Even though 2,340 kilometers separates them, two schools will be going head to head this Wednesday in an international esports tournament. The Canadian competitors are from Archwood School in the Louis Riel School Division (LRSD) who will be taking on students from James Monroe Middle School in Albuquerque, New Mexico, on Wednesday, January 29 at 4:30 p.m.
Esports, also known as competitive gaming, has been skyrocketing in popularity over the past decade. Players, ranging from amateurs to paid professionals, compete in a variety of video games as individuals or as part of teams. What used to seen as a hobby is now the centre of attention at global tournaments that are streamed by millions of viewers and is providing youth with opportunities for networking, post-secondary scholarships and career possibilities.
Wednesday’s tournament will see five students in grades 6 to 8 at Archwood School face off in one-on-one virtual matches against their American opponents in Super Smash Bros. Ultimate on the Nintendo Switch. This will mark the first-ever organized esports tournament between middle years teams in Canada and the US.
Although esports may seem like all fun and games, Melissa Burns, a teacher at Archwood School, discovered the benefits it has on student development and decided to champion it in LRSD.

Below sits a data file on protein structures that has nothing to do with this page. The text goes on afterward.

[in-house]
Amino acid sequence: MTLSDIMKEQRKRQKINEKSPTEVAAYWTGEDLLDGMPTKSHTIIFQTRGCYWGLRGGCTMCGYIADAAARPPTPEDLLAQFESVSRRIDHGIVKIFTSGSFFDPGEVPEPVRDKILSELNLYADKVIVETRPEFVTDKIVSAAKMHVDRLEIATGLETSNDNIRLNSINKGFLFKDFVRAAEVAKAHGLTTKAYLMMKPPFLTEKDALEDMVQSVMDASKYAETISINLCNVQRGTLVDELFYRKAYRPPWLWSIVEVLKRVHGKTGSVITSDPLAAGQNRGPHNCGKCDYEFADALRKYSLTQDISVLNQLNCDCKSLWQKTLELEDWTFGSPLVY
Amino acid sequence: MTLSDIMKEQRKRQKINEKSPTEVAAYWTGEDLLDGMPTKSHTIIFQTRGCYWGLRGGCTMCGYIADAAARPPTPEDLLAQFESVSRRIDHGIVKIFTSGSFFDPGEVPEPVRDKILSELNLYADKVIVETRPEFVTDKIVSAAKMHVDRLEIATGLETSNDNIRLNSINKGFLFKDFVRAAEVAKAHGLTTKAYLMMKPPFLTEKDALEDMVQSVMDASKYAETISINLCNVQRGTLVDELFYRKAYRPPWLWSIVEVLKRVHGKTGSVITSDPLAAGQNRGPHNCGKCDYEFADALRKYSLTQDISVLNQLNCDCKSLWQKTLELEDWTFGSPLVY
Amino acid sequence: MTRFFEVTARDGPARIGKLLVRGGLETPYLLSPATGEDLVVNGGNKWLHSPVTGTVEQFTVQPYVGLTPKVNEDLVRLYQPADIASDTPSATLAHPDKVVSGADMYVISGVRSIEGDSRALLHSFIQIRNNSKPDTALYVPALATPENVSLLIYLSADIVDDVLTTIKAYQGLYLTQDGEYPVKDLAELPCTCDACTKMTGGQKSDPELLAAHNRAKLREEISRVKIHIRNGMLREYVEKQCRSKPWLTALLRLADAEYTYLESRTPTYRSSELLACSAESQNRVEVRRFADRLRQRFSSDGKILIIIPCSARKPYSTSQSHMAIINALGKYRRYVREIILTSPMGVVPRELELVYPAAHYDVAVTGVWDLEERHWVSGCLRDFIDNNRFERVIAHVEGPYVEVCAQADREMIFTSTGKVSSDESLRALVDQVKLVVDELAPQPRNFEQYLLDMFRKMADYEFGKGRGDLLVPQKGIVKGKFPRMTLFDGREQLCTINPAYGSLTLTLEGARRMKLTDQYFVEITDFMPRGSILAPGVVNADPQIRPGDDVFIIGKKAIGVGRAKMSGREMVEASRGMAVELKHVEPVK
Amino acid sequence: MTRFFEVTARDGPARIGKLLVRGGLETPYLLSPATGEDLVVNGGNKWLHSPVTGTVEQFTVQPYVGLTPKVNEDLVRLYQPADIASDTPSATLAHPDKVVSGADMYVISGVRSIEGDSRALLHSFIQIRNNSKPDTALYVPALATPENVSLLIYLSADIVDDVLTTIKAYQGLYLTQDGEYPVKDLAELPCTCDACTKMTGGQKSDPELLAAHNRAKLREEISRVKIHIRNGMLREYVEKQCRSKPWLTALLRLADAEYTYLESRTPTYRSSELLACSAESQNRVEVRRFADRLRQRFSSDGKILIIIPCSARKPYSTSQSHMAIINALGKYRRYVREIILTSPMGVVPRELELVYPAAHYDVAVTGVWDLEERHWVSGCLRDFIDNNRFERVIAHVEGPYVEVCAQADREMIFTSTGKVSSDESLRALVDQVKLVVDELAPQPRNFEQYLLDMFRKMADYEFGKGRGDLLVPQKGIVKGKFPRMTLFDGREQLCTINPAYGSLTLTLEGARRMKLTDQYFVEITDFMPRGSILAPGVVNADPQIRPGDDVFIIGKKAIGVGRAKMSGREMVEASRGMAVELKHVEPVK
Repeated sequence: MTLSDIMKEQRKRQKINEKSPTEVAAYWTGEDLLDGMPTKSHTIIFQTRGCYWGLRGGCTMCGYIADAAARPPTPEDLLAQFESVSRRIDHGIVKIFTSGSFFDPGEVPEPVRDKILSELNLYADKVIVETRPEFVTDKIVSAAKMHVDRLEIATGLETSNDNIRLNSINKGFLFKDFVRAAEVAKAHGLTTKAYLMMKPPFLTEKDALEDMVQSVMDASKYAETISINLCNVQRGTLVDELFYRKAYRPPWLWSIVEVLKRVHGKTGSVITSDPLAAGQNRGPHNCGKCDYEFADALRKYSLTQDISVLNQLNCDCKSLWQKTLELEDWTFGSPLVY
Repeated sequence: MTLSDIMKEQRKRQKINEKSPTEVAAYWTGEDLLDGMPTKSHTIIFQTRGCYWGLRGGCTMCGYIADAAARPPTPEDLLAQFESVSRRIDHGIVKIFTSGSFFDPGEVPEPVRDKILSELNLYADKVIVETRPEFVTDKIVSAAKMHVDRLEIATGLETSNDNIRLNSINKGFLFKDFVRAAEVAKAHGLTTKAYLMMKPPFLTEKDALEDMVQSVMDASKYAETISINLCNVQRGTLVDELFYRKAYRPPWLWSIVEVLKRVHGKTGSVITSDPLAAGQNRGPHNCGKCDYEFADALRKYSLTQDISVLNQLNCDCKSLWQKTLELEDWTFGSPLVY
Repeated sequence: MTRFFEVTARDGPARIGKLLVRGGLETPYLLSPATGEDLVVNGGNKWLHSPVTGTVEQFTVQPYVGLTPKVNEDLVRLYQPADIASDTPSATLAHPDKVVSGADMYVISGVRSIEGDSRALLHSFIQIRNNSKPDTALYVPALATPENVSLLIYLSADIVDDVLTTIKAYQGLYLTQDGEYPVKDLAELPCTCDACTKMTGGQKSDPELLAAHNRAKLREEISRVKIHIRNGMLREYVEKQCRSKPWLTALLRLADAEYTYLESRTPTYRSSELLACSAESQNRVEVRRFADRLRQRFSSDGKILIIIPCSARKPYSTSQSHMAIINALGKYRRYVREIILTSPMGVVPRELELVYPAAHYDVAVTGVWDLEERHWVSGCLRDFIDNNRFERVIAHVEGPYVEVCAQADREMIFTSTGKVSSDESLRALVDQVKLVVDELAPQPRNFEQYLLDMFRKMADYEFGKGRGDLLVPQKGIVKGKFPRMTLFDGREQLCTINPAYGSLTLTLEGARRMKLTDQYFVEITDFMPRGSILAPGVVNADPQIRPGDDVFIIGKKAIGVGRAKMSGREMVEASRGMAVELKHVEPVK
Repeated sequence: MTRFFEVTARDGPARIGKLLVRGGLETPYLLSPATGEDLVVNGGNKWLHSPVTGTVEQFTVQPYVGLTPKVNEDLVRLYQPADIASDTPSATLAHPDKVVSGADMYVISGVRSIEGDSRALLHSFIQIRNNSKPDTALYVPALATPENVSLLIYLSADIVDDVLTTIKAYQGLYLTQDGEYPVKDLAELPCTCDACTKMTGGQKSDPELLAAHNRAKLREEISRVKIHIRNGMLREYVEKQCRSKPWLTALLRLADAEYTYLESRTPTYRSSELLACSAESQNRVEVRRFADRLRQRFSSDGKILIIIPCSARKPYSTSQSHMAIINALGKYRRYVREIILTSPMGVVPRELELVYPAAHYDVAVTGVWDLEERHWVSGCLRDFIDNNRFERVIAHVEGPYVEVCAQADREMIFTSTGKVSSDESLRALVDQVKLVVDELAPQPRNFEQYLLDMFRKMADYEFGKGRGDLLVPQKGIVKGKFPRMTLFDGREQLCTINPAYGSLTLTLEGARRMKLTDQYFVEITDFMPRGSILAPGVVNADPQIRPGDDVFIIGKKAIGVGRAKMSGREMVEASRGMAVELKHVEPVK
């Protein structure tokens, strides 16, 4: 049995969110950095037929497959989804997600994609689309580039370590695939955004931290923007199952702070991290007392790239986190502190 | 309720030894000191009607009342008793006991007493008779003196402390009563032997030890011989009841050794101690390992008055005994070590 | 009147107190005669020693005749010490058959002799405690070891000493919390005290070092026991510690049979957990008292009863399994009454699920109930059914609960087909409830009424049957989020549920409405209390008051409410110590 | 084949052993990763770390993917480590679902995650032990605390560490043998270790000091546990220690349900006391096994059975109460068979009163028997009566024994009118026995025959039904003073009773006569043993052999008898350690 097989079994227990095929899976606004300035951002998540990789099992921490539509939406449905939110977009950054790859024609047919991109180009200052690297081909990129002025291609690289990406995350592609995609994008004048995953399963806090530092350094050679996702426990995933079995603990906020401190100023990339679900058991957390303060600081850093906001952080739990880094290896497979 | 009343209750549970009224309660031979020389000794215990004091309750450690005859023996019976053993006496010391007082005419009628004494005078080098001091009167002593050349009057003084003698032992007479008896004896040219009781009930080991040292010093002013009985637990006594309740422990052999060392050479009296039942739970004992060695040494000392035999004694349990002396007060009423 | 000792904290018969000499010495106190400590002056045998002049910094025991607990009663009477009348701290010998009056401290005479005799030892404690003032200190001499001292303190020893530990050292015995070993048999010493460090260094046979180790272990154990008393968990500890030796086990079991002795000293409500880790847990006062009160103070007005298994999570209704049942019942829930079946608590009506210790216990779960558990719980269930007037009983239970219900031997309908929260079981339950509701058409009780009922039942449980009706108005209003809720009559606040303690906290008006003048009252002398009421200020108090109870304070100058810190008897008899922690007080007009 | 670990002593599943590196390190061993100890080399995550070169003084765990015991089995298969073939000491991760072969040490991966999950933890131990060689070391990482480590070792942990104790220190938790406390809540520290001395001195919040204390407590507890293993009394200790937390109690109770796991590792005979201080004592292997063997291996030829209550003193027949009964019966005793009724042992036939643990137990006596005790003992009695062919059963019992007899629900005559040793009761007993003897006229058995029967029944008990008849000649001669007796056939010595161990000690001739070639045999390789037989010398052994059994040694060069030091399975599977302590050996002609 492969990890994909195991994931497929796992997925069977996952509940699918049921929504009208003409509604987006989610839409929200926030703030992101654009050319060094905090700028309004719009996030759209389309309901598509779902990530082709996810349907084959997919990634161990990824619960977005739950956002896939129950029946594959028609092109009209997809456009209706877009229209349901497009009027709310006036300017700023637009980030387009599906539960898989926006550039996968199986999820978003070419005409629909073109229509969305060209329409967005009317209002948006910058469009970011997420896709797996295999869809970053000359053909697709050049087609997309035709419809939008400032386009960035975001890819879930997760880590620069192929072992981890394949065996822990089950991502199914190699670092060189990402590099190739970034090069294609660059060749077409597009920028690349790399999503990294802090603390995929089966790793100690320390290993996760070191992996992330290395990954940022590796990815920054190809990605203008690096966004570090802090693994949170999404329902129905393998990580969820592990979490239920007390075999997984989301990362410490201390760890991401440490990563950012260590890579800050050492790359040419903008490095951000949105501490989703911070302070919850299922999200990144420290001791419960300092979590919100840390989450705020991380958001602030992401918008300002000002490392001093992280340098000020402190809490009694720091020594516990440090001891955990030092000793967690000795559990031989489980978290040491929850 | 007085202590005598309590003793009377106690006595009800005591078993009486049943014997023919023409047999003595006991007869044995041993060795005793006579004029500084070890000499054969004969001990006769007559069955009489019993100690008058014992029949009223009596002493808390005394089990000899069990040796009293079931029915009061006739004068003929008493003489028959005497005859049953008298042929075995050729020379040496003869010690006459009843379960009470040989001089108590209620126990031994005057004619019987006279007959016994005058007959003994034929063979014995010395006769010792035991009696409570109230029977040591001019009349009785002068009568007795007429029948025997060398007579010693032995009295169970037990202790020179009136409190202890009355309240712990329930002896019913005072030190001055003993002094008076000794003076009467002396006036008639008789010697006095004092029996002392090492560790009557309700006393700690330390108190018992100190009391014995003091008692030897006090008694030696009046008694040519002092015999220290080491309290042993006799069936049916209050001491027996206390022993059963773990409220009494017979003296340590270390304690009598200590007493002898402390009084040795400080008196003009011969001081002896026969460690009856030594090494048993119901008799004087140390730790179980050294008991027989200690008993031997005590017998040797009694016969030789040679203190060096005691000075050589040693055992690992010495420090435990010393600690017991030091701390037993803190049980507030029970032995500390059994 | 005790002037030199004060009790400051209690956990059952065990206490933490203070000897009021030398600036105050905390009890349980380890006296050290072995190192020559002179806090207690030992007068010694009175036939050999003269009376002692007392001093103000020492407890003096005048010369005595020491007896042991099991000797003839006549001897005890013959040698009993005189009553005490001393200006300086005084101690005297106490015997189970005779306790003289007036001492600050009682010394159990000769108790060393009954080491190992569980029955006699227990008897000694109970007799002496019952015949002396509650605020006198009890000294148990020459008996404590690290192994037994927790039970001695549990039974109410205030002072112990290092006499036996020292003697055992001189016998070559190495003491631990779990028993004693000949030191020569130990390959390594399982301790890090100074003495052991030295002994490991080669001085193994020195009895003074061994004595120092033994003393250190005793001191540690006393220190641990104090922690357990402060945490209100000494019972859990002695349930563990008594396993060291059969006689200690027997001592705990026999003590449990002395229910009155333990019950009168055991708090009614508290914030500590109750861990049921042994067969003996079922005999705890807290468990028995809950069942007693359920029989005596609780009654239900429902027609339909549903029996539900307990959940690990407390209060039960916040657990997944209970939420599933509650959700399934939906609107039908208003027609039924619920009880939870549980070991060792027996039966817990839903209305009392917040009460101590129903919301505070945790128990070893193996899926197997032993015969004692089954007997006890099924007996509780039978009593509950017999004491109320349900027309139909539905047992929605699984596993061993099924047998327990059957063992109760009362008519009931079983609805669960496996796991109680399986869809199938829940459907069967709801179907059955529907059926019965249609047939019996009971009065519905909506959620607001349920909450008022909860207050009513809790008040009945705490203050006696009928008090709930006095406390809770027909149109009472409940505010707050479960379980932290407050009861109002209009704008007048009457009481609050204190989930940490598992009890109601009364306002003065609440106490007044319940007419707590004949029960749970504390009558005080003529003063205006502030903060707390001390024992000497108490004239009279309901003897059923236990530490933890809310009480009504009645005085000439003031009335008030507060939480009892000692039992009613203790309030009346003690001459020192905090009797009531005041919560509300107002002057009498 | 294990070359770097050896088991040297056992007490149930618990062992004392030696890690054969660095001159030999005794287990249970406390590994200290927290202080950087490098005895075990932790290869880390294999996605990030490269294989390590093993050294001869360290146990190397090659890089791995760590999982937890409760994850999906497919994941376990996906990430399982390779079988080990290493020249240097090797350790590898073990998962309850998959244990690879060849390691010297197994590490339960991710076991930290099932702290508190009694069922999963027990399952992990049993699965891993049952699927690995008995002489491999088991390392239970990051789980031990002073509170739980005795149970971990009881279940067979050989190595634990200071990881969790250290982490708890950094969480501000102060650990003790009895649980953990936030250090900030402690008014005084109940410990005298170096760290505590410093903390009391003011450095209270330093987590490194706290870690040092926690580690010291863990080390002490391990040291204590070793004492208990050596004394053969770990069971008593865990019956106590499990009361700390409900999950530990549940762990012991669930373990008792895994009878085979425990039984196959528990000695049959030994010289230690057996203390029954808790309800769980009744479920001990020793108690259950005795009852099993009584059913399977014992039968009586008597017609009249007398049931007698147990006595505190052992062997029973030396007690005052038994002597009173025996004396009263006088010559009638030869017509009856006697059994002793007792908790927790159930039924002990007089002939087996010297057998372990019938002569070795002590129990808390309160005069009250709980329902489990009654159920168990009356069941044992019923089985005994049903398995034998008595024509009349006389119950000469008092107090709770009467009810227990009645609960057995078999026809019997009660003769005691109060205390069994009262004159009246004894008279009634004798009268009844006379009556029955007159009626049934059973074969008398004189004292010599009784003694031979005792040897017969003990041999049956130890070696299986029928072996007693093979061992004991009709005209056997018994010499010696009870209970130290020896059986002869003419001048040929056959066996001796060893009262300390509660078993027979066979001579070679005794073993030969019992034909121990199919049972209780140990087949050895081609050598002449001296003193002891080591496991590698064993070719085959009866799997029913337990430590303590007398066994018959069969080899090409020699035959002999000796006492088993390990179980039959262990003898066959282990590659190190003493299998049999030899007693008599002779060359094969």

“Competitive gaming teaches students transferable skills such as troubleshooting technology, digital citizenship, critical thinking and teamwork,” said Burns. “It also helps them learn to deal with the strong emotions that can come with competitive play.”
After spending most of her maternity leave researching esports, Melissa launched Middle Years Esports Manitoba (MYEMB) in October 2019. The organization supports students in grades 6 to 8 with competitive gaming opportunities so they can experience the benefits of sport, community and skill development, regardless of physical ability. It also gives schools the resources to launch their own esports teams.
“Esports catches students that may feel out of place participating in traditional sports and validates their interests and skillsets,” said Burns. “A lot of students go home and play these games in isolation, but this gives them a safe space in our schools to create connections, feel a sense of belonging and learn about sportsmanship.”
There are currently 11 schools registered in MYEMB, seven of which are in the LRSD. The schools will compete in tournaments over the next couple of months, with it all coming to an epic end at the Provincials on March 20.
You can find additional information on esports and the league on MYEMB’s website
. Check out @MYEMB on Twitter for a link to Wednesday’s live stream of the match.